Gwong Zau 廣州 is the Cantonese name of the city of Guǎngzhōu, capital of the Chinese province of Guǎngdōng 廣東.
With an ancient culture and language, this flourishing city has been the most important seaport in southern China since the times of the Hàn 漢 dynasty (206 BC-220 AD), and a key place in the development of arts such as painting, calligraphy, architecture, opera and martial arts.
In our school, we try to bring the culture of China closer to the inhabitants of Zaragoza (Spain), through Chinese martial arts and other cultural activities.
Juan Otín Uriarte was born in Zaragoza, in 1985.
He is passionate about Chinese culture and Martial Arts. Since 2012 he practices Choy Li Fut 蔡李佛 and Tài Jí Quán 太極拳. He started under the guidance of Grand Master Jie-Gao Pedro Rico, with whom he spent four years until his death in 2016. Short after, he met Sifu Manuel Lázaro, also a former student of Jie-Gao, and continued his learning with him, eventually becoming an instructor in his school.
He is also a great tea enthusiast and in the past he managed his own retail business. When he was younger he spent many months in China and all around Asia, traveling and getting to know the culture, and since then he has returned several times.
Since 2018 he is student of Master Pun Seon Seoi 潘顺遂 of Guǎngzhōu 廣州, where he has lived for nearly two years studying Choy Li Fut from Master Pun himself, whose father was a direct student of Grandmaster Chan Yiu Chi 陳耀墀.
Finally, since he was a teenager he has been interested in Buddhist and Taoist philosophies and meditation. Specially attracted to Chán 禪 (Zen) Buddhism, which has precisely influenced our Kung Fu style Choy Li Fut, since it is a heir of the Shàolín 少林 Chán tradition, through monk Choy Fook 蔡褔.
CHOY LI FUT MAIN LINEAGE
TAIJIQUAN MAIN LINEAGE
Learning Kung Fu is beneficial for many different reasons, from improving fitness and maintaining health, to developing mental calm and even spiritual fulfillment, as well as developing qualities such as discipline or self-esteem and, of course, acquiring self-defense skills.
The training systems we follow are traditional systems, but supported by the knowledge we have today about the human body and sports sciences.
We believe that Kung Fu must be a system at the service of people, and therefore it is this that must adapt to each practitioner and not vice versa. Therefore, we can say that its training is suitable for people of all ages, when it is properly approached. In our classes we try to offer a personalized training adapted to each practitioner according to their abilities and interests.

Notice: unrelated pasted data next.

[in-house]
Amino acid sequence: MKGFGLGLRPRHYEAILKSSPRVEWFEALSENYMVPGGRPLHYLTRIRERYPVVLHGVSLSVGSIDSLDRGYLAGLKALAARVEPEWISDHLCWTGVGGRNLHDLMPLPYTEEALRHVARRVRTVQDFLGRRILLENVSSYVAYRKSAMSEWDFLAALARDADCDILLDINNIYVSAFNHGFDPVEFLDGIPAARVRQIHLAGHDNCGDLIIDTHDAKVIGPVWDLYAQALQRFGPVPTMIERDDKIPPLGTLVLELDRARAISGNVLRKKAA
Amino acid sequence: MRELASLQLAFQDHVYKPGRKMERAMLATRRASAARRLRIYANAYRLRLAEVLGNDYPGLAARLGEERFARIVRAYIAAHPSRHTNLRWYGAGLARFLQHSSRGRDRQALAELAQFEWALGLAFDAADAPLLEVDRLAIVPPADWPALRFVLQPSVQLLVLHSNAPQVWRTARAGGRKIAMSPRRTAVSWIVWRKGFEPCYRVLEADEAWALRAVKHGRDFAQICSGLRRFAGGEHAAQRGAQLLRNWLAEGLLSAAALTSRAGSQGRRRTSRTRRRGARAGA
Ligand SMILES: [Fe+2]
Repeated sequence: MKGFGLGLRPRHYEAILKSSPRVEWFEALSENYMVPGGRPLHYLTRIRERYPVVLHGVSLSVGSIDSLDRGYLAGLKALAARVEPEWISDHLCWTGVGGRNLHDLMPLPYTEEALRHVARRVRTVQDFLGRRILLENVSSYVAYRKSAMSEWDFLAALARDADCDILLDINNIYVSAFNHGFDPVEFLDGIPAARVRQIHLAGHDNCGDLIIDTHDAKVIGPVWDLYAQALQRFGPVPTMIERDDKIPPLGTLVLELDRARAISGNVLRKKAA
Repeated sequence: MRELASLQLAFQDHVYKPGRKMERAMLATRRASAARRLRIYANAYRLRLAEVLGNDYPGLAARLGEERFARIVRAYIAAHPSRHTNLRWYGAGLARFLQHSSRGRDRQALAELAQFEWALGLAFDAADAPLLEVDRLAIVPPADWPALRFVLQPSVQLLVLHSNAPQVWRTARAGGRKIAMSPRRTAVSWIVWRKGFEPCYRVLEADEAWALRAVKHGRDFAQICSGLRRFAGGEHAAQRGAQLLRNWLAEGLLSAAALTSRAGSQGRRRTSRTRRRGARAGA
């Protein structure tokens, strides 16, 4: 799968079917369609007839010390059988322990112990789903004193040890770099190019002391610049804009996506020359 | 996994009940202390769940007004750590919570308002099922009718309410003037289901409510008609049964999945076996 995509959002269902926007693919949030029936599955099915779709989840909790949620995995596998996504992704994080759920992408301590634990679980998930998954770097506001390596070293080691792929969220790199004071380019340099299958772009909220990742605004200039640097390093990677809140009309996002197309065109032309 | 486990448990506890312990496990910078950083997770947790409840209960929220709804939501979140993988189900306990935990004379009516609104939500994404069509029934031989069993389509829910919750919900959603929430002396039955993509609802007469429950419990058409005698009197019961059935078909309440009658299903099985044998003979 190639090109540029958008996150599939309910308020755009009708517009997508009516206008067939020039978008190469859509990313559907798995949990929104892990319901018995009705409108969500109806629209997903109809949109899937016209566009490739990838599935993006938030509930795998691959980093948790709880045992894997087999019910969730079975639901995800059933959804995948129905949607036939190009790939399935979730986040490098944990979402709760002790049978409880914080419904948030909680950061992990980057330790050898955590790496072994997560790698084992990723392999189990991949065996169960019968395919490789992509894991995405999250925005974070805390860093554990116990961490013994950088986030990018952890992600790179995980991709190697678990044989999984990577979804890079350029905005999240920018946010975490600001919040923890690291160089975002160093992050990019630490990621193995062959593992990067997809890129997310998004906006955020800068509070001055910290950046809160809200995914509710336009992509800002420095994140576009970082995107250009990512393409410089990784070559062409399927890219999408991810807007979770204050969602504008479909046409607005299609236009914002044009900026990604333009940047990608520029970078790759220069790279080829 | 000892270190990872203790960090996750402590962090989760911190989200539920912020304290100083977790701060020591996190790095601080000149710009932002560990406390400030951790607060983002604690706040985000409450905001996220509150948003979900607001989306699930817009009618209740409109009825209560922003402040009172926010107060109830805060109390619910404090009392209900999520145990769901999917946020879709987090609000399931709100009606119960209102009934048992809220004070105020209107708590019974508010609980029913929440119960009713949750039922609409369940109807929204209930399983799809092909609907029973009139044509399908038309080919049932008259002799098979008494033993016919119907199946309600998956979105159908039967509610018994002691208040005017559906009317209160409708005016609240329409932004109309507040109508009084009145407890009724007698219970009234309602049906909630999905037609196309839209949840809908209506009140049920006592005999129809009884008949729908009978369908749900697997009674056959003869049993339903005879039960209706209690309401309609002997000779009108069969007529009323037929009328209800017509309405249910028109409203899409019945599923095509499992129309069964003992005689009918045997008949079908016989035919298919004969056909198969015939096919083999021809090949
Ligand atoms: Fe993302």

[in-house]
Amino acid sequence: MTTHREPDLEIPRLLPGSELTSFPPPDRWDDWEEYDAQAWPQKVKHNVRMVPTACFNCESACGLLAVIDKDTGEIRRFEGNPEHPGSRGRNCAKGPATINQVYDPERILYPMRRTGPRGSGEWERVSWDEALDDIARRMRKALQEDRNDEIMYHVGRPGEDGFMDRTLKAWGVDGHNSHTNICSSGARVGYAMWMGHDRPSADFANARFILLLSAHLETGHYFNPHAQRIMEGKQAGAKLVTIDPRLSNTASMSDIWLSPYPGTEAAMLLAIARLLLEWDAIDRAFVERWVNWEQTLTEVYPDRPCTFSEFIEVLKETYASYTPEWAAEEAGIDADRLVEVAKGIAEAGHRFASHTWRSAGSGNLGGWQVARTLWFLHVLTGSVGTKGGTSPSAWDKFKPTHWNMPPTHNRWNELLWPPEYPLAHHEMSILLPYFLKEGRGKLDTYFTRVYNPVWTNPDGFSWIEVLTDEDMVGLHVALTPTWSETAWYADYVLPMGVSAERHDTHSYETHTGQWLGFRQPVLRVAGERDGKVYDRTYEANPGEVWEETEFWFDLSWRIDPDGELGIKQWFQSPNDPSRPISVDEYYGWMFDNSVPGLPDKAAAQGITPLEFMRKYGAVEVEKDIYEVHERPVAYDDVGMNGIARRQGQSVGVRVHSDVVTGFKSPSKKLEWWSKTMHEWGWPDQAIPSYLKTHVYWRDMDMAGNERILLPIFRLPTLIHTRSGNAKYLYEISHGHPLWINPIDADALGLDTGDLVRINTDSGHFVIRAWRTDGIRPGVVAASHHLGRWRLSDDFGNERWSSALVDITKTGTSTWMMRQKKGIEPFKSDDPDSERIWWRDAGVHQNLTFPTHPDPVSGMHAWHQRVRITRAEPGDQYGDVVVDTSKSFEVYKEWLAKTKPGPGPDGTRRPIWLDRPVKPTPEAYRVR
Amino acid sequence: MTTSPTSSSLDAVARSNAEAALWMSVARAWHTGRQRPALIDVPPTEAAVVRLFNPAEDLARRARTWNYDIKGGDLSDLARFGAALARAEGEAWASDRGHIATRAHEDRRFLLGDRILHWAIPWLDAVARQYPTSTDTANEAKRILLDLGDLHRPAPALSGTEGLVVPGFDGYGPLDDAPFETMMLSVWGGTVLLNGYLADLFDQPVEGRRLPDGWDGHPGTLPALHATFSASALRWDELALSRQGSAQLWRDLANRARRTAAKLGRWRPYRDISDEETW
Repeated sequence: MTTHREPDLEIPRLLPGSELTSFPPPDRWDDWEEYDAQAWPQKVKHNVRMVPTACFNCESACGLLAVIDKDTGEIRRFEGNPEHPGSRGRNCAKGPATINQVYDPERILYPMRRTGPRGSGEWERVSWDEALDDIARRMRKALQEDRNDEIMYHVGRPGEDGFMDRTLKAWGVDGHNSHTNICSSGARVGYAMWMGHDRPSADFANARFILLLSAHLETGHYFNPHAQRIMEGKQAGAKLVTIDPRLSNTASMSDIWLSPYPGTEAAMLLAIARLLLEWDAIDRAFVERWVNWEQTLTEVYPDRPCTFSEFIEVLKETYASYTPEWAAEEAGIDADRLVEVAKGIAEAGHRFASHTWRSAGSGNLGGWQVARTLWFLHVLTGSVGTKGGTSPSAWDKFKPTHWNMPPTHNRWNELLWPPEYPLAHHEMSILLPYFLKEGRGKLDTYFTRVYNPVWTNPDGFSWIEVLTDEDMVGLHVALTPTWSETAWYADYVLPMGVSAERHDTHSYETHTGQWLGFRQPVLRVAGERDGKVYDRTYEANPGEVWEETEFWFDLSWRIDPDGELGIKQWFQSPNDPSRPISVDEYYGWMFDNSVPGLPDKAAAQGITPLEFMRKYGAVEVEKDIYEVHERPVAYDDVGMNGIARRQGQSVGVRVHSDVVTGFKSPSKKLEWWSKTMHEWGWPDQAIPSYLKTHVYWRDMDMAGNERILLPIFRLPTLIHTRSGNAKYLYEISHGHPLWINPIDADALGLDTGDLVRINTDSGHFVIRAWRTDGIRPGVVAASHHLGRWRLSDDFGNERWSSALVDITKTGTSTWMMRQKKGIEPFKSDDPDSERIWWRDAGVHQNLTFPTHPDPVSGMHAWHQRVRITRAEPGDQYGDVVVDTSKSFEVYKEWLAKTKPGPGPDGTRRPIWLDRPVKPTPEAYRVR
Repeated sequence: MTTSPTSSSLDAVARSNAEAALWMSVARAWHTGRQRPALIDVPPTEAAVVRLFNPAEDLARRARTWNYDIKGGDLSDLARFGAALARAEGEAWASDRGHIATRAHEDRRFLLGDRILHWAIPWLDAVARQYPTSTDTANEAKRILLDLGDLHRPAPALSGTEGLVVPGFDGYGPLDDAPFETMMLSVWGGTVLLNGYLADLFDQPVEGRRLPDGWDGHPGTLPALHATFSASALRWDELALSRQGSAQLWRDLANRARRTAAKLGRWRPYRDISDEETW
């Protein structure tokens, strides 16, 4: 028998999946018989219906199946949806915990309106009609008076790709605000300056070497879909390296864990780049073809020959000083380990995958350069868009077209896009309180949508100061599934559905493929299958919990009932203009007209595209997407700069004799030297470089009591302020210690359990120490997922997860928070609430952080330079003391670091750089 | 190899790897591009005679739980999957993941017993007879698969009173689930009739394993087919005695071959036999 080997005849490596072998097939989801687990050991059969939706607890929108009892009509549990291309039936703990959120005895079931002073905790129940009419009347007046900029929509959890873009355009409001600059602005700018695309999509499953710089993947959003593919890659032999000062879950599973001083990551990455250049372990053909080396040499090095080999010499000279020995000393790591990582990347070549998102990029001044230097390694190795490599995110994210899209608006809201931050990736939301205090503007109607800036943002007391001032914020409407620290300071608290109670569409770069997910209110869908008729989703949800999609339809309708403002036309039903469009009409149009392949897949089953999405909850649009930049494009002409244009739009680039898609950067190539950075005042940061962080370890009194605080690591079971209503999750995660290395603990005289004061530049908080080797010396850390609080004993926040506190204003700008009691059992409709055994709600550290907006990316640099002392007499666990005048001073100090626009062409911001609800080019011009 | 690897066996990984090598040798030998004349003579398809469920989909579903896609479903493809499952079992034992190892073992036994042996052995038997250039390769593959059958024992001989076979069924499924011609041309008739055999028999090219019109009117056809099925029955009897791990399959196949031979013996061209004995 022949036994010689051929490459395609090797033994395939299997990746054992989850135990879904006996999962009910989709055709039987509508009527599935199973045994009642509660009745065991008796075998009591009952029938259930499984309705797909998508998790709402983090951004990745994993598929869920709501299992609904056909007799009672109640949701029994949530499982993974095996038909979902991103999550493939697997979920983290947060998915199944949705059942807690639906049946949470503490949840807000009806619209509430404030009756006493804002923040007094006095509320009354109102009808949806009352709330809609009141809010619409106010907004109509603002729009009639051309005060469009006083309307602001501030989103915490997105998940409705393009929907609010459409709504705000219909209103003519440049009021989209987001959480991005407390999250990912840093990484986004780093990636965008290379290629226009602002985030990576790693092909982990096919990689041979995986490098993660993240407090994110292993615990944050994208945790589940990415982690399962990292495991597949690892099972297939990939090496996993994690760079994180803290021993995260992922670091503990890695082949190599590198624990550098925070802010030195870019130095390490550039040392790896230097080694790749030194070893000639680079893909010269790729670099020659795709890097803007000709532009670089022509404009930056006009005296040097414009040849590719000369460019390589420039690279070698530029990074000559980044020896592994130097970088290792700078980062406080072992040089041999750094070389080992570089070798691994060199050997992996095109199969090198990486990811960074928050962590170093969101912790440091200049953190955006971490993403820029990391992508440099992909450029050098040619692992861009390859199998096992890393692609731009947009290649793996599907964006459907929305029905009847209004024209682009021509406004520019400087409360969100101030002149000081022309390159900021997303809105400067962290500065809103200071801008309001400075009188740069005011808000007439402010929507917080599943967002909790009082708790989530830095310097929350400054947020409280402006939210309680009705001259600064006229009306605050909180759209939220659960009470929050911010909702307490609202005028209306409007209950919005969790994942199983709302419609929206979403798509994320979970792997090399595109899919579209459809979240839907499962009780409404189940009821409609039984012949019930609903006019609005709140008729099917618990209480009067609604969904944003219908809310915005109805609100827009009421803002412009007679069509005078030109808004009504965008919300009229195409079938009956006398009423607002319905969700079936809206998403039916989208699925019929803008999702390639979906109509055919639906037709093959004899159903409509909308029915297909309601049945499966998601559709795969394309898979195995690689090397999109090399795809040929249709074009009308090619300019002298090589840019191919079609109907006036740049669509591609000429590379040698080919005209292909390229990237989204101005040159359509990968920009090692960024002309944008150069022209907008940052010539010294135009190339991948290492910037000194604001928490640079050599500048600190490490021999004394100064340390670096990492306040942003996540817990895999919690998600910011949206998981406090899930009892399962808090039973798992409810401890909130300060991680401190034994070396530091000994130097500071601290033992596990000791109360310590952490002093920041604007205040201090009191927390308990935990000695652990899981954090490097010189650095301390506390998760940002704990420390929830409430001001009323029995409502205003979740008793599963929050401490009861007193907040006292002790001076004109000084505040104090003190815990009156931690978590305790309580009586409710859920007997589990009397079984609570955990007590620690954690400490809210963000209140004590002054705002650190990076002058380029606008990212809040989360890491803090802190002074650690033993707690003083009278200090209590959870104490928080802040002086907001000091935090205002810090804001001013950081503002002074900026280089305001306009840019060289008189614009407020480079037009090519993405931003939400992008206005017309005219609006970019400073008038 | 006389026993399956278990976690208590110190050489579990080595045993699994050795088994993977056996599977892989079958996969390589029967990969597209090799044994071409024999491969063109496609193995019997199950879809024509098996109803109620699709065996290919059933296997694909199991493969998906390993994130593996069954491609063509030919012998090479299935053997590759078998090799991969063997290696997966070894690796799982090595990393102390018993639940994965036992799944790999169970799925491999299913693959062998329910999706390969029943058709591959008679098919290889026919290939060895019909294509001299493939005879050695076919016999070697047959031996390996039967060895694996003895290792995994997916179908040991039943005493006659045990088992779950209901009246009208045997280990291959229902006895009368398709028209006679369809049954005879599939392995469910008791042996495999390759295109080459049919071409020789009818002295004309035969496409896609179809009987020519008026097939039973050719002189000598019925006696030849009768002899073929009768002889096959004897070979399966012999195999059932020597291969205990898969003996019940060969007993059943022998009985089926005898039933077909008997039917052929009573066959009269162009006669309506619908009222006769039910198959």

In our school we do not train fighters or combatants, although obviously we do practice skills related to fighting, nor do we promote competitiveness. What we do promote is a feeling of self-improvement in each person and an eagerness to improve every day our character and our way of being and living, so that this learning can be useful to the practitioner every day of his life.
There is nowhere to arrive except the present moment.
Thich Nhath Hanh
Gōng fu 功夫 is a term that can be translated as "mastery". It consists of two Chinese characters: 功 gōng, which literally means "work", "skill", "success", and 夫 fu, which translates as "man" or "person". Gōng fu is therefore a personal ability achieved through time by a prolonged practice that requires effort, patience and dedication.
Recently, and especially in the West, the term has been associated with the practice of Chinese Martial Arts, whose romanized name has taken the standard form Kung Fu. Nevertheless, in the same way that a martial artist has to develop his gōng fu, the same thing happens with any other person who wants to reach a high degree of mastery in his art. Calligraphy and the art of tea are considered, both, gōng fu. Of a chán 禪 master we say that he has gōng fu. The same could be said of a carpenter or any other highly skilled professional.
And gōng fu is, above all, a way of being present, since it requires attention and concentration that unites us indissolubly to the here and now. Through the development of gōng fu we can achieve full realization as persons, guide ourselves by virtue and discipline and, finally, be happy in the present with whatever we live at each moment.